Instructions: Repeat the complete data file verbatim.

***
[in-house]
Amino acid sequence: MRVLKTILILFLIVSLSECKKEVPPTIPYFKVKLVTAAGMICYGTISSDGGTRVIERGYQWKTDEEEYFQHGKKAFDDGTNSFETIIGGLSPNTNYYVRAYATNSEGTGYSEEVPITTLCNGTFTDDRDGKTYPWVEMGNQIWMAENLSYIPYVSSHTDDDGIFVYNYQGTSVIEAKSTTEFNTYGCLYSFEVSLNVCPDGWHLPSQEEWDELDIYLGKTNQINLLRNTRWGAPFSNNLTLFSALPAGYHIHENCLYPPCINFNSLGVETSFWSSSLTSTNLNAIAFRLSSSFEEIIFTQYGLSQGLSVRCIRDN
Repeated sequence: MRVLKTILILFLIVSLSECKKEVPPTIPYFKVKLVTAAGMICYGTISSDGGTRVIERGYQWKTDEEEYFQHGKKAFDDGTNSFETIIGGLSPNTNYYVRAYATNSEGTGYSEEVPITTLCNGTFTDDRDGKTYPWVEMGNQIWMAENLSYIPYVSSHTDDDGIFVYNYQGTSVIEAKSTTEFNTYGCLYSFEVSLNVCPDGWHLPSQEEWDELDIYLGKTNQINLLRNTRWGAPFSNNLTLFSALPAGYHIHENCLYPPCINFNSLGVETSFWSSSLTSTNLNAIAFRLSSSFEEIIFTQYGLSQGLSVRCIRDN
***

[in-house]
Amino acid sequence: MRVLKTILILFLIVSLSECKKEVPPTIPYFKVKLVTAAGMICYGTISSDGGTRVIERGYQWKTDEEEYFQHGKKAFDDGTNSFETIIGGLSPNTNYYVRAYATNSEGTGYSEEVPITTLCNGTFTDDRDGKTYPWVEMGNQIWMAENLSYIPYVSSHTDDDGIFVYNYQGTSVIEAKSTTEFNTYGCLYSFEVSLNVCPDGWHLPSQEEWDELDIYLGKTNQINLLRNTRWGAPFSNNLTLFSALPAGYHIHENCLYPPCINFNSLGVETSFWSSSLTSTNLNAIAFRLSSSFEEIIFTQYGLSQGLSVRCIRDN
Repeated sequence: MRVLKTILILFLIVSLSECKKEVPPTIPYFKVKLVTAAGMICYGTISSDGGTRVIERGYQWKTDEEEYFQHGKKAFDDGTNSFETIIGGLSPNTNYYVRAYATNSEGTGYSEEVPITTLCNGTFTDDRDGKTYPWVEMGNQIWMAENLSYIPYVSSHTDDDGIFVYNYQGTSVIEAKSTTEFNTYGCLYSFEVSLNVCPDGWHLPSQEEWDELDIYLGKTNQINLLRNTRWGAPFSNNLTLFSALPAGYHIHENCLYPPCINFNSLGVETSFWSSSLTSTNLNAIAFRLSSSFEEIIFTQYGLSQGLSVRCIRDN